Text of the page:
Used as: Division One  Level Three:
Value

900

Submission Rate

131 / 574 (22.82%)

Success Rate

105 / 131 (80.15%)

High Score

Petr for 878.75 points (4 mins 26 secs)

Average Score

556.53 (for 105 correct submissions)

This problem can be solved with dynamic programming. Let's have A[N][M][K] be the answer for the problem with N, M and K parameters. Let's consider the first row of the chessboard. There are four possibilities:
 The first row contains no rooks. In this case the answer is A[N1][M][K] (we can't put rooks on the first row).
 The first row contains one rook that is not attacked by other rooks. In this case the answer is A[N1][M1][K1] (we can't put other rooks on the first row and on the same column with the placed rook) multiplied by M (number of ways to put the rook on the first row).
 The first row contains two rooks. In this case the answer is A[N1][M2][K2] (we can't put other rooks on the first row and on the columns with the placed rooks) multiplied by M*(M1)/2 (number of ways to put two rooks on the first row).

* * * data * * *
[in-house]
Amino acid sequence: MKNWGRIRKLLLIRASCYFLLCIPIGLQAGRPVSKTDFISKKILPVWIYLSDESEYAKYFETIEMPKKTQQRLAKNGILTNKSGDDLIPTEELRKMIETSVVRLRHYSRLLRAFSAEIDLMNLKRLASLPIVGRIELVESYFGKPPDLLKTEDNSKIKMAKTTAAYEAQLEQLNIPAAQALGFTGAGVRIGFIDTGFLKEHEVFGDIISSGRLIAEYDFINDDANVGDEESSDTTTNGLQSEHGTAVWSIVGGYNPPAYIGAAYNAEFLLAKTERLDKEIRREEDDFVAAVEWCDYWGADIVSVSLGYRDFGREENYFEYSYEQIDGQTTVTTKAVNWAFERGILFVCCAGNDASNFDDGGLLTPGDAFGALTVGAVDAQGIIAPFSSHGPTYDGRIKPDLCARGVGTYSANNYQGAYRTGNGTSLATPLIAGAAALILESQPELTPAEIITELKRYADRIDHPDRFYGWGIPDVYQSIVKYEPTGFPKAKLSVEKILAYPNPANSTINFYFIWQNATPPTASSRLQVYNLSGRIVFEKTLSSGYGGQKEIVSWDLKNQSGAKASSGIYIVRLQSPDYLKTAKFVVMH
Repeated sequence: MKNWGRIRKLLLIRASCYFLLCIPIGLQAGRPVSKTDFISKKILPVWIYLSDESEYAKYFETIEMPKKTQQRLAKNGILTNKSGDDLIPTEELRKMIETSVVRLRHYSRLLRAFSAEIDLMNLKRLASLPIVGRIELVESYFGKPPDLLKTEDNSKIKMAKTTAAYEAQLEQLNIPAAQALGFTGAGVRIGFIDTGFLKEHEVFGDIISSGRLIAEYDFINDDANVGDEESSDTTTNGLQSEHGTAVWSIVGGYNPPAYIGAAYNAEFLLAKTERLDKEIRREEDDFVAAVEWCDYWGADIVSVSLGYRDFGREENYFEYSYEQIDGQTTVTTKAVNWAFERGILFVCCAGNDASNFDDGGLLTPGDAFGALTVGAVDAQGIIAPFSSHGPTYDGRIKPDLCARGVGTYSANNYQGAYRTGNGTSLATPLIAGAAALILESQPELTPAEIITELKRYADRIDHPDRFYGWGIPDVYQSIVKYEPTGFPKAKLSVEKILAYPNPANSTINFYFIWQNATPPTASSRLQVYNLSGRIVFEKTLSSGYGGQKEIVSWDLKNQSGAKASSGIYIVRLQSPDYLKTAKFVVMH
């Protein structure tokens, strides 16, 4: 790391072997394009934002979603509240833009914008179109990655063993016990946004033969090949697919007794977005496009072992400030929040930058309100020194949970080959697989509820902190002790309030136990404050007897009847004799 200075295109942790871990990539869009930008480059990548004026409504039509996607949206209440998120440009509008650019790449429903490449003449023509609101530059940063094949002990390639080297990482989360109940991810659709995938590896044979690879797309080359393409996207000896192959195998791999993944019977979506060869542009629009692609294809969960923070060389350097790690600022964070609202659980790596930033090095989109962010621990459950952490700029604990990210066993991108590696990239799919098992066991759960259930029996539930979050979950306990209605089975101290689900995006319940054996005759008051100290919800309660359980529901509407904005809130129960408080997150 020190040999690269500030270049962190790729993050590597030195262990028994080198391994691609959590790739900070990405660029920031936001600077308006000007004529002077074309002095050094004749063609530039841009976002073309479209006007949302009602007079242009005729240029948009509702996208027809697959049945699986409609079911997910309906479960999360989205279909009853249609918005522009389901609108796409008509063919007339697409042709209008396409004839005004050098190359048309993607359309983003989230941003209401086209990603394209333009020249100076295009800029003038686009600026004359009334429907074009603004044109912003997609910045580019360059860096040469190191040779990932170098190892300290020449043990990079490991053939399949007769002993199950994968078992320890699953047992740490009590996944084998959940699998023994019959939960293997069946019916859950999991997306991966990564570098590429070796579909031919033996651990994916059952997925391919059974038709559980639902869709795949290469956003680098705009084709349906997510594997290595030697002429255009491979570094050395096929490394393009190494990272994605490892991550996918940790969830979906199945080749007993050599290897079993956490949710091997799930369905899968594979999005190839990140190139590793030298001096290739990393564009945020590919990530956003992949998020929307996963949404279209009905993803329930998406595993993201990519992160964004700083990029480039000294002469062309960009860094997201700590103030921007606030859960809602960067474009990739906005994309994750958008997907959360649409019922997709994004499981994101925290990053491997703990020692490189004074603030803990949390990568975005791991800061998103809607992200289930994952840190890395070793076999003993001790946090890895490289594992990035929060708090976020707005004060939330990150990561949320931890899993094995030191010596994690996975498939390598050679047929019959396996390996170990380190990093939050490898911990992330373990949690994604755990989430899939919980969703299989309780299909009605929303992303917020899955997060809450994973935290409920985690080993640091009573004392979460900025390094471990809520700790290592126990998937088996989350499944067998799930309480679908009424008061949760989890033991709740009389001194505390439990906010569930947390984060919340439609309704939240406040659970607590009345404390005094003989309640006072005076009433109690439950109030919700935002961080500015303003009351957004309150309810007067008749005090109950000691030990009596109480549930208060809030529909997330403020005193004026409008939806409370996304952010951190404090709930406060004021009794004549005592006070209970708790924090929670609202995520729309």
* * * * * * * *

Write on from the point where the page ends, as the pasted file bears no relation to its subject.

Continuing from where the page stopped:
The first row contains one rook, which is attacked by other rook from the other row. In this case the answer is A[N2][M1][K2] (we can't put other rooks on the rows and the column with the placed rooks) multiplied by M*(N1) (number of ways to put the rook on the first row and select the second rook in the same column).
Finally, we get a formula:
A[N][M][K] =
A[N1][M][K] +
A[N1][M1][K1] * M +
A[N1][M2][K2] * M * (M1) / 2 +
A[N2][M1][K2] * M * (N1)
Here is
Petr's solution, which uses the formula above.
public class RooksPlacement {
bool[, ,] got;
long[, ,] res;
const long MODULO = 1000001;
public int countPlacements(int N, int M, int K) {
got = new bool[N + 1, M + 1, K + 1];
res = new long[N + 1, M + 1, K + 1];
return (int) get(N, M, K);
}
private long get(int n, int m, int k)
{
if (n < 0  m < 0  k < 0)
return 0;
if (k == 0)
return 1;
if (n == 0  m == 0)
return 0;
if (got[n, m, k])
return res[n, m, k];
long r =
(get(n  1, m, k) +
m * (get(n  1, m  1, k  1) + (n  1) * get(n  2, m  1, k  2)) +
m * (m  1) / 2 * get(n  1, m  2, k  2)) % MODULO;
got[n, m, k] = true;
res[n, m, k] = r;
return r;
}
}
By
Andrew_Lazarev
TopCoder Member